One of the hottest trends in real estate investing today is the Build-for-Rent single-family home. In the past year, Build-to-Rent has doubled its share of new home construction from 4% to 6%. We expect this share to double by 2024.
The most visible factor pushing this boom is the ascension of Millennials, those consumers born between 1981 and 1996, into their family raising years. Millennials are now the largest demographic in the United States and have the largest share of record-level $1.6 trillion in student-loan debt. This is lowering their ability to purchase a home. As they begin to build families, many want a house instead of an apartment, paving the way for a boom in single-family rental home construction.
A second factor pushing this boom is the overall scarcity of entry-level housing. In most major markets across the country, lower-priced homes are being gobbled up almost as soon as they hit the market. It is not uncommon for a lower-priced home to receive 20 or 30 bids, often ending in a bidding war where the final price escalates by several thousand dollars.
These entry-level bidding wars are keeping many potential homeowners on the sidelines. They are opting to sign a lease for a year or two and waiting for the market to cool.
A third factor is the fallout from the global pandemic. Many people realized they can work remotely. This is pushing people out of high-tax, high-rent cities such as New York and Los Angeles and pushing them to places with lower taxes and more space for housing. Often, these transplants still want to keep their options open for a move to a new city for another job, or simply for a continued sense of adventure. These consumers will likely lead a more transient lifestyle and are far more likely to rent in the next several years.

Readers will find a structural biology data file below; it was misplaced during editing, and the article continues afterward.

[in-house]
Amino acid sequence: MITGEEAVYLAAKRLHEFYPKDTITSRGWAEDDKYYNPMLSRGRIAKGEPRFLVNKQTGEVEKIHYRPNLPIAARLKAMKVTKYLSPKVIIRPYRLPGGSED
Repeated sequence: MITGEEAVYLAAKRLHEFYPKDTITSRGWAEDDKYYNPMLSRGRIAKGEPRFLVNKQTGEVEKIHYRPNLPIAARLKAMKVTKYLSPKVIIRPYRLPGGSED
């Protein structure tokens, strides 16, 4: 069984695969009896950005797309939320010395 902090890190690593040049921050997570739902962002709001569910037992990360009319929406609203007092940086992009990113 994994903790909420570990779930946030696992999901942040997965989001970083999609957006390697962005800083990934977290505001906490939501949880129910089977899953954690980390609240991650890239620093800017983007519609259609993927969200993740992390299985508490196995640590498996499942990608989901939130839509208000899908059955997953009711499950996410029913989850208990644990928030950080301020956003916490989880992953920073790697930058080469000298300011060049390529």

Builders and investors alike are well-positioned to take advantage of the coming boom in Build-For-Rent construction. For builders, Build-For-Rent provides another path to profitability. There is ample demand for rental houses and smart, forward-looking builders are finding ways to fill this need.
Many builders are now planning entire neighborhoods of single-family homes with the express purpose of an all-rental community. They are including amenities such as clubhouses, workout facilities, and pools as a way to add enticing amenities that might not be available to a traditional single-family rental home.
Investors can benefit as well, as they can find cash-flow positive rental homes that will likely continue to increase in value.
One of the challenges for builders and investors alike is simply finding each other.
Adam Stern is Founder and CEO of Strata SFR.